U. of I. Newman hosts interfaith prayer for the care of creation

By: By Tom Dermody

Caption: Liam Brady, who is active in service and justice outreach at St. John’s Catholic Newman Center at the University of Illinois in Champaign, reads from St. Francis’ Canticle of the Sun at the conclusion of an Interfaith Prayer Service for the Care of Creation on Sept. 1. (The Catholic Post/Tom Dermody)


CHAMPAIGN — Sister Water made an unexpected appearance at an Interfaith Prayer Service for the Care of Creation at St. John’s Catholic Newman Center here on Sept. 1.

“I would say, in the spirit of our prayer, to enjoy the rain and see it as a gift,” said Father Luke Spannagel, head chaplain at the Newman Center, after an evening shower canceled a planned walk through the University of Illinois campus at the conclusion of the prayer service at St. John’s Chapel.

The first-of-its-kind event took place on the World Day of Prayer for the Care of Creation, recently designated as Sept. 1 by Pope Francis.

The evening shower came as about 50 participants — including leaders from several faith traditions — praised God in song and prayer for gifts of creation ranging from sunrises to stars, from trees to wind and yes, rain. There were also repeated calls for both personal and united action to better care for the environment, inspired by Pope Francis’ recent encyclical letter, “Laudato Si’: On Care for Our Common Home.”

“Teach us to recognize that service to you goes beyond mere words of praise, but requires working together with our brothers and sisters, caring for this fragile planet that we may preserve it for future generations,” prayed Rabbi Alan Cook, representing the Sinai Temple in Champaign.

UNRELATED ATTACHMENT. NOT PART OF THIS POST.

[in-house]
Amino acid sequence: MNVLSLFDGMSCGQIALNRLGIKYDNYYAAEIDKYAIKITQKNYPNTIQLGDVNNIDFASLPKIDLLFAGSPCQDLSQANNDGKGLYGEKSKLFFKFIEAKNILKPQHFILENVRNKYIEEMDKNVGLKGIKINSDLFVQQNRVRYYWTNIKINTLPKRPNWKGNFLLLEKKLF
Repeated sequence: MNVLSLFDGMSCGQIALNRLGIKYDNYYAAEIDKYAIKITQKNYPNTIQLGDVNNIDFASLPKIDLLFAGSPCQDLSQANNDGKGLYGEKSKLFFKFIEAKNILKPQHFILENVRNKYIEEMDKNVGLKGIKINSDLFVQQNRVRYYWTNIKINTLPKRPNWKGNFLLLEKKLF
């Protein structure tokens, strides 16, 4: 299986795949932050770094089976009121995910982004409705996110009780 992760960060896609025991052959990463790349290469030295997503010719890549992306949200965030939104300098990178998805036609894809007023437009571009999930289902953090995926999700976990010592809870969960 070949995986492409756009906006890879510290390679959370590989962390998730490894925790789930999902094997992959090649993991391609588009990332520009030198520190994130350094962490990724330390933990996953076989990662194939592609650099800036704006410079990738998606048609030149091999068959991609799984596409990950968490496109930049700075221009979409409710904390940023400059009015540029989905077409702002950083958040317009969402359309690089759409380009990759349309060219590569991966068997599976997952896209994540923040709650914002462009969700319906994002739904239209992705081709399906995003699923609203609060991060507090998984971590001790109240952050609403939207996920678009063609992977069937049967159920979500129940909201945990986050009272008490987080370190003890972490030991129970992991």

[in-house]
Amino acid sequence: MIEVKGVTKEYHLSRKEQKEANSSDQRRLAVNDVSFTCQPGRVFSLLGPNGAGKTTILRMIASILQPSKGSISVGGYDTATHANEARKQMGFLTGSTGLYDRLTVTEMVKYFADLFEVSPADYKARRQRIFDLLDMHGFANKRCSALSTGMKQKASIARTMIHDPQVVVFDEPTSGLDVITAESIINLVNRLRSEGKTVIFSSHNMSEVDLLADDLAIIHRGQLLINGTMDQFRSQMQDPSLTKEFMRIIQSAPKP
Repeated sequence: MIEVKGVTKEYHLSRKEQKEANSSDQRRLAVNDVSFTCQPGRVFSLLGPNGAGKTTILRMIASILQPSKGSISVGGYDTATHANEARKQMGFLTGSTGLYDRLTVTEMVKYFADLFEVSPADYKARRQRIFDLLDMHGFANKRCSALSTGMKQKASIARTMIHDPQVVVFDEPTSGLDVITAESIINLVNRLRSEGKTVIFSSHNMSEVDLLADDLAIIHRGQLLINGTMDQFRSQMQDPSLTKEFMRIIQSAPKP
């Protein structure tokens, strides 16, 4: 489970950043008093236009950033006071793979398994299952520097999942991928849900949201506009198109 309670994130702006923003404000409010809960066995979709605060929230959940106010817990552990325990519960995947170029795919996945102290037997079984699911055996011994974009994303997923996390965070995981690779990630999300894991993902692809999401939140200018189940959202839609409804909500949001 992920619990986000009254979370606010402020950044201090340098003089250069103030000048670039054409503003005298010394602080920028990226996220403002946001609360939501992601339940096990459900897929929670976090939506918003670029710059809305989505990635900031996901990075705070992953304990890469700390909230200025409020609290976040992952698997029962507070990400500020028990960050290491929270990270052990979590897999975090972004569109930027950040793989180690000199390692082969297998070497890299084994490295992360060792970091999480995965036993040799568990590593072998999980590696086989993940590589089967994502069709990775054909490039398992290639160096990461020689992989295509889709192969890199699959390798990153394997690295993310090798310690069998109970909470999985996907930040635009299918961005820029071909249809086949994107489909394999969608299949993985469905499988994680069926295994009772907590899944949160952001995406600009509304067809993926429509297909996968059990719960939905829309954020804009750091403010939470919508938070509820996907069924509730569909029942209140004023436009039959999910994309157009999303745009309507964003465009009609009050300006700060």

In his remarks, Father Spannagel acknowledged that reading Pope Francis’ teaching on the environment made him uncomfortable at times.

“I wanted more specific instructions,” said Father Spannagel. But then he understood that the pope was trying to inspire readers to look within as well as around them, to “understand how my love for others can grow and, in doing so, I’ll work harder to help protect the world we live in.”

He prayed that we “remember always the language of creation, the way our Creator speaks to us.” Father Spannagel asked that “we pledge to do our best to answer that call with reverence and care.”

At the end of the brief prayer service — which included a reading of the creation story from Genesis and hymns such as “All Creatures of Our God and King” and “For the Fruit of All Creation” — the participants were invited to walk from St. John’s Chapel to a nearby majestic London planetree on campus known for its spreading branches.

“I’ve enjoyed the shade of that tree for many years,” said Father Spannagel. Noting a cable now helps support a long, low sweeping branch, he cited how the tree has been cared for as a “great example of stewardship” as human ingenuity is used to preserve and uphold it.

Because of the rain, however, the service concluded with remarks in the chapel vestibule.

Among those applauding the rain was Pastor Maggie Falenschek of St. Matthew Lutheran Church in Urbana.

“I just moved here from the San Francisco Bay area in California where there has not been rain for far too long,” she told the group. “I just wish it would go west where they so desperately need it.”

Liam Brady, a student active in the Newman Center’s service and justice outreach, read from St. Francis’ Canticle of the Sun. Among the verses was “Praised be my Lord for our Sister Water, for she is very useful, humble, and precious to us.”

The Rev. Cindy Shepherd, congregational outreach director for Faith in Place — which co-sponsored the evening — urged those attending to back their prayers with action, including reducing their carbon footprint, using water more carefully, and letting policymakers know their preference for renewable, clean energy.

Amy Felty, representing the Baha’i faith, also offered a prayer.

The Champaign service was one of many around the world in response to Pope Francis’ call for prayer. At the Vatican on Sept. 1, he presided at an evening celebration in which he led prayers for the safeguarding of creation. The pope asked people to contemplate God in the beauty of the universe and give thanks.

In his opening prayer, Pope Francis asked God to fill people with a desire “to protect every life, to prepare a better future so that your kingdom of justice, people, love and beauty would come.”

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